To explore whether Family Integrated Care (FICare) is feasible and improves the outcomes
of preterm infants in China.
This was a multicenter prospective cluster-randomized controlled trial comparing FICare
and standard care. Primary outcome was length of stay (LOS). Secondary outcomes were
nosocomial infections, duration of supplemental oxygen, breastfeeding, and weight
gain. Outcomes were compared using univariate and multivariable analyses adjusted
for potential confounders and clustering.
We enrolled 601 preterm infants from 11 neonatal intensive care units (FICare, n=298;
control, n=303). Unadjusted LOS was 30.81
vs 30.26 days (mean ratio 1.02, 95% CI 0.85-1.22;
P = .85). After adjustment, outcomes in the FICare group were improved compared with
the control group, including: LOS (28.26 vs 35.04 days; mean ratio 0.81, 95% CI 0.72-0.91),
total medical expenditures (mean ratio 0.69, 95% CI 0.53-0.90), weight gain velocity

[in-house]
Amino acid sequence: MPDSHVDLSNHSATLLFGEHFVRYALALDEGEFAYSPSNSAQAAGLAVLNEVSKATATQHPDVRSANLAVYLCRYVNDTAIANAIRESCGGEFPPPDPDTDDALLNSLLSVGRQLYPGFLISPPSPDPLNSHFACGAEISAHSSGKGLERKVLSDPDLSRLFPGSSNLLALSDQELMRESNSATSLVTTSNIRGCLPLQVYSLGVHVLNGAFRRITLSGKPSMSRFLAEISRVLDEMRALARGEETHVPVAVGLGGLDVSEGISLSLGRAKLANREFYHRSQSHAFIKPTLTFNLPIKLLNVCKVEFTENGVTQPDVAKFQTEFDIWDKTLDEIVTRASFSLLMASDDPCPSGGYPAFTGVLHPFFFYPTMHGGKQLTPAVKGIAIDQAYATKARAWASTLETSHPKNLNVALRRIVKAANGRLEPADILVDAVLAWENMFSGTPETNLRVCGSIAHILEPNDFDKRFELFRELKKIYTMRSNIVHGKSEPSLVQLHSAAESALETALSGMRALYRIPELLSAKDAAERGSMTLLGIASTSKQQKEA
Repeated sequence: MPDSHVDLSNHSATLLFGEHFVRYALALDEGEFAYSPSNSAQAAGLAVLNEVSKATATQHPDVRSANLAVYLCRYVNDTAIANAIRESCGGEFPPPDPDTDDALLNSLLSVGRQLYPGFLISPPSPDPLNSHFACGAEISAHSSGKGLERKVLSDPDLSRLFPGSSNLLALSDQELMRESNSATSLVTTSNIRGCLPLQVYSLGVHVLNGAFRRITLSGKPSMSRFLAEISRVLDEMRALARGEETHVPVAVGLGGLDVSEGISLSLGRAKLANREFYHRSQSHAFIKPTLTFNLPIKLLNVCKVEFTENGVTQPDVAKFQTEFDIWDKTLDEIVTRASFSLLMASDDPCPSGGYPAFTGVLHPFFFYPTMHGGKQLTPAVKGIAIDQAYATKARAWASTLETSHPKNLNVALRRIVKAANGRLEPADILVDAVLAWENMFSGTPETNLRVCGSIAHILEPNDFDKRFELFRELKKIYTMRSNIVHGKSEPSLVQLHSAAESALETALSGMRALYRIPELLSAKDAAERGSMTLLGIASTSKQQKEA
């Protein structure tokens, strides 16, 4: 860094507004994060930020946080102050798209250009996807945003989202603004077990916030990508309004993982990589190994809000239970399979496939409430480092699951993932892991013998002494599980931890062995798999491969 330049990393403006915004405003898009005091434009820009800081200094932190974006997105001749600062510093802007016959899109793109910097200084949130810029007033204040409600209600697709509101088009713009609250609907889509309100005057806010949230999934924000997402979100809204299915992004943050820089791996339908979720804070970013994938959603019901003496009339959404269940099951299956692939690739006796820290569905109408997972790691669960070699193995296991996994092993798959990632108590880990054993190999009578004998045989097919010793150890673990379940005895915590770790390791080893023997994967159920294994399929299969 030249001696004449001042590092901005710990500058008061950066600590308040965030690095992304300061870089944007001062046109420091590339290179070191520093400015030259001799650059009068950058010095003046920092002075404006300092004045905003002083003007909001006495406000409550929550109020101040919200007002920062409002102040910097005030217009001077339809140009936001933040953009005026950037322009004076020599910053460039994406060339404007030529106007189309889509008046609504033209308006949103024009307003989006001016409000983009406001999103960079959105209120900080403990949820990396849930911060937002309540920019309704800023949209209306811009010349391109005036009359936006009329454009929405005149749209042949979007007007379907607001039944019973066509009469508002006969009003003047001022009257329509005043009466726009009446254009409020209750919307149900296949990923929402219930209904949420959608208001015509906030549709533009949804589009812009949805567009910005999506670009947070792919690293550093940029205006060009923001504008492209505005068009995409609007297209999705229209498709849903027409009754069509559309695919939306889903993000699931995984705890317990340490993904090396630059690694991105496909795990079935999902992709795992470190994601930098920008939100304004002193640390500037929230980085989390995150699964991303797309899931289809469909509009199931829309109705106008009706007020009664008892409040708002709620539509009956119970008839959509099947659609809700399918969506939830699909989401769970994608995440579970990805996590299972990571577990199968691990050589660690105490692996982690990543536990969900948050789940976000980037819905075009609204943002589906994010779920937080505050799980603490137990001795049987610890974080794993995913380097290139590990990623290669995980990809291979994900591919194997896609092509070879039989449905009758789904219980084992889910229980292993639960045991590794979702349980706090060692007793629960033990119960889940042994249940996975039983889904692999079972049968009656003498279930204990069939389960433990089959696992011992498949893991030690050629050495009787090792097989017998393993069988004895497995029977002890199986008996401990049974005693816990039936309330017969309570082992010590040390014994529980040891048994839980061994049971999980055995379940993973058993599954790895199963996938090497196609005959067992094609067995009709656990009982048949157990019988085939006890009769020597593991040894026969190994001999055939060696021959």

(15.73 vs 10.30 g/day; mean difference 5.43, 95% CI 3.65-7.21), duration of supplemental
oxygen (13.11 vs 21.42 days; mean difference 0.71, 95% CI 0.50-1.00), nosocomial infection
rates (4.13 vs 5.84/1000 hospital days; mean ratio 0.67, 95% CI 0.47-0.96), antibiotic
exposure (38.63 vs 57.32/100 hospital days; mean ratio 0.67, 95% CI 0.47-0.96), breastfeeding
rates (87.25% vs 55.78%; OR 5.42, 95% CI 3.25-9.05), and re-hospitalization rates
(3.65% vs 7.48%; OR 0.47, 95% CI 0.28-0.77). At follow-up to 18 months, breastfeeding
rates and weight were significantly (p<0.05) higher over time in the FICare group.
FICare was feasible in Chinese neonatal intensive care units and reduced the duration
of hospitalization, medical expenditures and rates of adverse outcomes.